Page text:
It begins and ends with the grace of God

“It begins and ends with the grace of God.”

…deep within the Catechism there awaited a high hurdle.  Even if Cardinal Newman convincingly demonstrates how the development of doctrine accounts for those Catholic doctrines that make Baptists bristle and Calvinists cringe, there awaited the Grace and Justification section of the Catechism.  Wasn’t that the real key?  Hadn’t we been taught that Catholics were “working their way to heaven” or “earning” their own salvation?  Wasn’t that why Martin Luther had to rescue the gospel in the sixteenth century?  Rome was preaching another gospel, as Paul warned the Galatians, deserving the anathema, right?

To my shame and embarrassment, I discovered that idea to be false; born of ignorance at best, maybe anti-Catholic prejudice, or worse.  Even if I had picked it up innocently, and repeated it naively, I cannot justify my own ignorance and sloth.  To my surprise, I discovered in the twenty-first century what Saint Augustine discovered in the fourth: “Great hope has dawned; the Catholic Faith teaches not what we thought, and vainly accused it of[.]”  Indeed, the Church has been maligned and slandered, starting not in the sixteenth-century with the Reformers, but from the beginning.  Like Augustine, when I discovered the truth of the Catholic Church, by God’s grace, I could not stay away.  In fact, the Catholic Faith teaches what I have long believed:  our salvation begins and ends with the grace of God – – based on the life and death of the God-Man, Jesus Christ; His cross; and His triumph over the grave by the power of the Holy Spirit.

(Then quotes from the Catechism on grace and justification appear. You can read them on the Vatican website here, if you wish)

apostle paul rembrant
The Apostle Paul, by Rembrandt.

There is no daylight between the Catholic Faith and Sacred Scripture on Grace and Justification.  Martin Luther had legitimate complaints about the practices and discipline of the Church in the sixteenth century.  However, his expressions of sola Scriptura and sola fide were error.  He had no authority to break from the Church, or to set himself up against Her…

In short, Rome does not have a works-based religion.  Catholics are no more “working” or “earning” their way to heaven on their own merit than the Philippians, to whom the Apostle Paul exhorted: “work out your salvation with fear and trembling.  For God is the one who, for his good purpose, works in you both to desire and to work.” (Phil. 2:12-13, NAB, Revised Edition).  It begins and ends with the grace of God. There is no Scriptural authority to divorce my faith from my actions.  You and I know each other’s faith when we see each other’s works…

From With My Own Eyes

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Grace and the sacraments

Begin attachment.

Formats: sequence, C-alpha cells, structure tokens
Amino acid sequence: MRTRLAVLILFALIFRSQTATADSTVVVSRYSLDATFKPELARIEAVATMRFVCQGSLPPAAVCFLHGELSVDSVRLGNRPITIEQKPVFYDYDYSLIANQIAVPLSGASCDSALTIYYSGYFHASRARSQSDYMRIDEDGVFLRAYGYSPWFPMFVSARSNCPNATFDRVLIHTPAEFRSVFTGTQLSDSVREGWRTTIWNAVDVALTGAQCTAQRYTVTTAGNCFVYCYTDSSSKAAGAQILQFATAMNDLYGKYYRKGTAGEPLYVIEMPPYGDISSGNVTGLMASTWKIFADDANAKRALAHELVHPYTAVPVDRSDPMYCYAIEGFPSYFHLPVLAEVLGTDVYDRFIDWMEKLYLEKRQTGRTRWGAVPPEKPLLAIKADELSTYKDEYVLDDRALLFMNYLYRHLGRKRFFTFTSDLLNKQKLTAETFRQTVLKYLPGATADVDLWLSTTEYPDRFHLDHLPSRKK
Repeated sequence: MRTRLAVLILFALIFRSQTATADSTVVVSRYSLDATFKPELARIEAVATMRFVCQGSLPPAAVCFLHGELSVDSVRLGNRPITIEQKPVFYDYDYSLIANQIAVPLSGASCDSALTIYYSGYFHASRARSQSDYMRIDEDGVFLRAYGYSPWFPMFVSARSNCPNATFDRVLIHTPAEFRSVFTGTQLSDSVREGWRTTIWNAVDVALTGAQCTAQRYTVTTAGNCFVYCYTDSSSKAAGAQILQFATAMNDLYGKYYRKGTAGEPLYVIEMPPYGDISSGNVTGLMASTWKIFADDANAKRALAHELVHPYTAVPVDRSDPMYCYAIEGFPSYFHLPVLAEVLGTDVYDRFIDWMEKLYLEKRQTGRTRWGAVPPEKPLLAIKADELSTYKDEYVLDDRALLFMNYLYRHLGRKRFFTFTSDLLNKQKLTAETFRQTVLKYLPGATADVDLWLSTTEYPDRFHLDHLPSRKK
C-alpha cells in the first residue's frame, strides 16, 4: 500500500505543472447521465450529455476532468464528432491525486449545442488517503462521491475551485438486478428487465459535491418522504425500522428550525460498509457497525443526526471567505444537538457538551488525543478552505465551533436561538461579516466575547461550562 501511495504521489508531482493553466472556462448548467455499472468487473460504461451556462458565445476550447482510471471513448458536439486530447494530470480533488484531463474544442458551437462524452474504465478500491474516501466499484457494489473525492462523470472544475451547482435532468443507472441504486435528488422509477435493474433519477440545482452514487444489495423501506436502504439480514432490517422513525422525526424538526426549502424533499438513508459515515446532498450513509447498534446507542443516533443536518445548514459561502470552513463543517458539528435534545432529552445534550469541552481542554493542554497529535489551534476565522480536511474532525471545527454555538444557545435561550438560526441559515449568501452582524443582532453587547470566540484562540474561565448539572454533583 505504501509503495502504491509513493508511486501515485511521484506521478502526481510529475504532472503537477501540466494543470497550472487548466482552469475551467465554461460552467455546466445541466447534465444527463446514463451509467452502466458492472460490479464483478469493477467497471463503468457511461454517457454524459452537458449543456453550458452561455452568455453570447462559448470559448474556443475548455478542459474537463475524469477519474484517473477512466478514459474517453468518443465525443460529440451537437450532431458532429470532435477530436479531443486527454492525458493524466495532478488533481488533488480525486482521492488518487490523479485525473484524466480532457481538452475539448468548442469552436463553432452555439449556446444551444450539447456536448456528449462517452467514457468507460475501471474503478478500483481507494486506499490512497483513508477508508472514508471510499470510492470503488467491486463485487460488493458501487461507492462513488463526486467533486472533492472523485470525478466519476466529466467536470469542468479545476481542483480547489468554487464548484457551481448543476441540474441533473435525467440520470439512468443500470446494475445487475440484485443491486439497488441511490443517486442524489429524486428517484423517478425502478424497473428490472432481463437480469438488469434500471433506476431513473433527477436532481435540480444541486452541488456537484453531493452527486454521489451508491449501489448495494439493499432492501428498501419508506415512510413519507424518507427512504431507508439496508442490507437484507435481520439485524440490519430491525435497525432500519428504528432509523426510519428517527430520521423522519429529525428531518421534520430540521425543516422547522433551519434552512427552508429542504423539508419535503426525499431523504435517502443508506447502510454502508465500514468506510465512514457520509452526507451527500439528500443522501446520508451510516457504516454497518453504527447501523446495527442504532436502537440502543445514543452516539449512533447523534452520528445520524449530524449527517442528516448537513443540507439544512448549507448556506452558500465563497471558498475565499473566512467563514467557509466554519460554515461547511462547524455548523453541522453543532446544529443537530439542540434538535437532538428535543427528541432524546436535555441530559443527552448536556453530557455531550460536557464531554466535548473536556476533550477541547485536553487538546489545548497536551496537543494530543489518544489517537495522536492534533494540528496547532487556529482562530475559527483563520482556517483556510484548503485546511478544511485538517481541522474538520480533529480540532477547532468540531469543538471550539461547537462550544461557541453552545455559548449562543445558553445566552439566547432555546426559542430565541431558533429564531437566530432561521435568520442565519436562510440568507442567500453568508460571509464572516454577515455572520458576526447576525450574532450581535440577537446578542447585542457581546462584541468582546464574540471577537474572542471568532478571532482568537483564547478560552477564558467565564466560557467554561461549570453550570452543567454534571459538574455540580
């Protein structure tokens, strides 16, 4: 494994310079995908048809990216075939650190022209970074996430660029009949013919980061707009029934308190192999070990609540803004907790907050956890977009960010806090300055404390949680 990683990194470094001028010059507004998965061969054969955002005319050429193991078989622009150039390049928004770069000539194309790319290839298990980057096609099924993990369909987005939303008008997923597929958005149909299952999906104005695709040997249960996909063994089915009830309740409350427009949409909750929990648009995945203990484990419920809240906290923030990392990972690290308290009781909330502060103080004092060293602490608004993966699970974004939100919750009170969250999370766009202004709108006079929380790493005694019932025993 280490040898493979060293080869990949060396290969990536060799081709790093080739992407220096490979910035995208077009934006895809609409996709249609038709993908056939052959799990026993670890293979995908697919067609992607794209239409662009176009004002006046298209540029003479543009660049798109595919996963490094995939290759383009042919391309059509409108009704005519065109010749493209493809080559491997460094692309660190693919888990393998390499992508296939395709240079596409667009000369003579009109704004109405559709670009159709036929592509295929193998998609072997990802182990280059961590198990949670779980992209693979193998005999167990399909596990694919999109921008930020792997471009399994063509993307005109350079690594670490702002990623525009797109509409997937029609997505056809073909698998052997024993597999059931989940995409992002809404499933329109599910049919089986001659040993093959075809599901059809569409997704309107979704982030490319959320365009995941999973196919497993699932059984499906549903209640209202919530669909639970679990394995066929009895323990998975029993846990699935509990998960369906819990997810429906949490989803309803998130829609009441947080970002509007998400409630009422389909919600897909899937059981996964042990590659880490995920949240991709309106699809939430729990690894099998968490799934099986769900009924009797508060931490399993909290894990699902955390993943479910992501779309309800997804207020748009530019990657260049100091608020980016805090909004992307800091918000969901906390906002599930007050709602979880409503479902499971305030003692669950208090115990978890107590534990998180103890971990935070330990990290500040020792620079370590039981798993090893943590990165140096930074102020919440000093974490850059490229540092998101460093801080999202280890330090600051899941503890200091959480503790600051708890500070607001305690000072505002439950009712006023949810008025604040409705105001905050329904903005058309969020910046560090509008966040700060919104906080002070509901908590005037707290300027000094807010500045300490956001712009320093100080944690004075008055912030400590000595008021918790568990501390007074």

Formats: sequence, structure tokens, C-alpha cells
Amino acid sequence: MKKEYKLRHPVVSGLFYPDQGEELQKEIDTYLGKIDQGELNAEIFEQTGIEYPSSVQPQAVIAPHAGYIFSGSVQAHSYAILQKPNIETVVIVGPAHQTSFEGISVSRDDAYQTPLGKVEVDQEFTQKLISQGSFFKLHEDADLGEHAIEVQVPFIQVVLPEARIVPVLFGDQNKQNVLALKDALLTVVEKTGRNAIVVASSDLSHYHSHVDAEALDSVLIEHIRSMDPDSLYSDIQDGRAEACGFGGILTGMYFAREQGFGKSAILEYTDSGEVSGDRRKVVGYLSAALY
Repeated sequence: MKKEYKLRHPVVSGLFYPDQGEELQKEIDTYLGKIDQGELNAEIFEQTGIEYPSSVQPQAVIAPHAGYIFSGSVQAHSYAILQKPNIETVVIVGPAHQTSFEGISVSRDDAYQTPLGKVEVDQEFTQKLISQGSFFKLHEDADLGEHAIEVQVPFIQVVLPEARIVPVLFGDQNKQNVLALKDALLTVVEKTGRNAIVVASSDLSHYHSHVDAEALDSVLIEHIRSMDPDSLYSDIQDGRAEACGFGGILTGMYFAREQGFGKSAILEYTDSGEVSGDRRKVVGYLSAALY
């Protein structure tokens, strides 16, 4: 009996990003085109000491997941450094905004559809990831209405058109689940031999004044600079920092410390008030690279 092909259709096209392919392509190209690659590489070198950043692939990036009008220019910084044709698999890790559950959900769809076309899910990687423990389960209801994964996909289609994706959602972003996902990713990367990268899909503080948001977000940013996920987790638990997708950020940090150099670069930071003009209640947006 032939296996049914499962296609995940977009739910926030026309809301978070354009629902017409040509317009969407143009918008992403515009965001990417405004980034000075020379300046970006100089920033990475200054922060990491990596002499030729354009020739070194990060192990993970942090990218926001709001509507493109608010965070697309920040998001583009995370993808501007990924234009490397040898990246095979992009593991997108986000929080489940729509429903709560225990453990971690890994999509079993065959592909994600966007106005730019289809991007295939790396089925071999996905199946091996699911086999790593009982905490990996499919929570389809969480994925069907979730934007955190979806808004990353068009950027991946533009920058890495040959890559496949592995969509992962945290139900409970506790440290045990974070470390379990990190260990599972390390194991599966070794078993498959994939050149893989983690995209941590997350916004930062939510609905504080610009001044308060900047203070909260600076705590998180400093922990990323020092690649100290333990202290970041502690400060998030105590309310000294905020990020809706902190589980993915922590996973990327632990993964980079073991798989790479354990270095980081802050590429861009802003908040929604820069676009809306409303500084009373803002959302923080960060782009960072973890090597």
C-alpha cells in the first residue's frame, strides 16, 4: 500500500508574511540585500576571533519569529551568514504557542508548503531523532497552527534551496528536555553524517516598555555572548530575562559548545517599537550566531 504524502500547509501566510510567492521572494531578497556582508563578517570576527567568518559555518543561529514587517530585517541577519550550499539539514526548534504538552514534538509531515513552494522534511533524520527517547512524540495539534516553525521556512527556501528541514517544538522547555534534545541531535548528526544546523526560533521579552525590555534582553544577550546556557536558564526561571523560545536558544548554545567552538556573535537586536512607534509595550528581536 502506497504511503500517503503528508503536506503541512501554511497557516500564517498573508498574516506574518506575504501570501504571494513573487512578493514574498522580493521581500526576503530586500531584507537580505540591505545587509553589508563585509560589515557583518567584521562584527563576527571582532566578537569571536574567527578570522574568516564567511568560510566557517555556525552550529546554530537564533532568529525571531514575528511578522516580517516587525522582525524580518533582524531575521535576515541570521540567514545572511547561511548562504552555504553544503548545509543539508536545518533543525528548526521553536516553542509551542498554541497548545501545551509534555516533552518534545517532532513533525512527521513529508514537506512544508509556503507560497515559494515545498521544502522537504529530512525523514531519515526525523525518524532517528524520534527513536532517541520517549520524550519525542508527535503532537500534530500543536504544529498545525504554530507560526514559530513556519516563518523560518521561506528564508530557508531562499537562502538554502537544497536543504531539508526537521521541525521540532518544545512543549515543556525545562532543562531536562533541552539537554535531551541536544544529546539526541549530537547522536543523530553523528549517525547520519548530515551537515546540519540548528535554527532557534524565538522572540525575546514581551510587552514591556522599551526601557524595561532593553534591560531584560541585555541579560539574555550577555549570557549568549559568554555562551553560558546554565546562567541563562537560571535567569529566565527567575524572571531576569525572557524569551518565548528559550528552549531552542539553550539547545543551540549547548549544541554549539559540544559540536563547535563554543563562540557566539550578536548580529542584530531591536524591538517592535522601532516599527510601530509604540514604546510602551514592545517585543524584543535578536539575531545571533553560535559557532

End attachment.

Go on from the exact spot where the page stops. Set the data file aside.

I’d like to talk about grace. Specifically, how grace is given and the mechanism for how it flows into the life of the believer.

I was a Protestant/Evangelical for a short time, but definitely not a theologian. So I might not represent the Protestant/Evangelical view on this point correctly. On the other hand, there may be multiple views since there isn’t one governing body among them to define orthodoxy on this point. Even so, I am open to being corrected.

It seems to me that under Protestant/Evangelical theology, there is no explicit “vehicle” to impart grace, no explicitly defined way that grace flows into the life of the believer. It is just sort of like an invisible cloud that somehow appears, surrounds, or is absorbed into the believer’s soul once faith in Christ is exercised. If faith in Christ ceases, the cloud departs. For those who believe in Once Saved, Always Saved (OSAS), the cloud never departs.

Protestants/Evangelicals reject the necessity of the sacraments. I have had the impression that they reject the physicality associated with the sacraments. They seem to recoil at the idea that God has instituted something physical as a way to channel grace into the life of the believer. To them, grace is only imparted in an unseen, spiritual manner, like an invisible cloud.

As I have mentioned before, I spent a lot of time in a gnostic cult, where we actually studied different gnostic texts by famous gnostic authors (such as G.I. Gurdjieff and his most famous disciple, P.D. Ouspensky). So I am very well acquainted with it. Gnosticism has two main ideas: 1) there is special, hidden knowledge which is only given to certain people, and this knowledge is what saves people. 2) the physical realm is undesirable, evil, and/or ultimately unnecessary. It needs to be shed and discarded the way a snake sheds and discards his skin.

-The physical is bad!Because of that experience, anytime I see people rejecting the physical, claiming it is unnecessary or bad, my alarm bells go off.

The Church does not teach that special knowledge saves people, and she teaches that the physical is good. So good, in fact, that our physical bodies will be resurrected. Because of this, the sacraments make sense to me precisely because they are physically based.

The Church teaches that the sacraments are the normative “vehicle” through which grace is given to Christians. This physicality speaks to the goodness of the physical creation, to Christ’s humanity and his physical body, to the idea that the physical is good, that God loves the physical, and he uses it for our good.

I take the physicality of the sacraments as evidence for the the Church’s claim about who she is, not as evidence against that claim.

Edited to add: this post is based on a comment I left on a blog called Orthodox Christian Theology.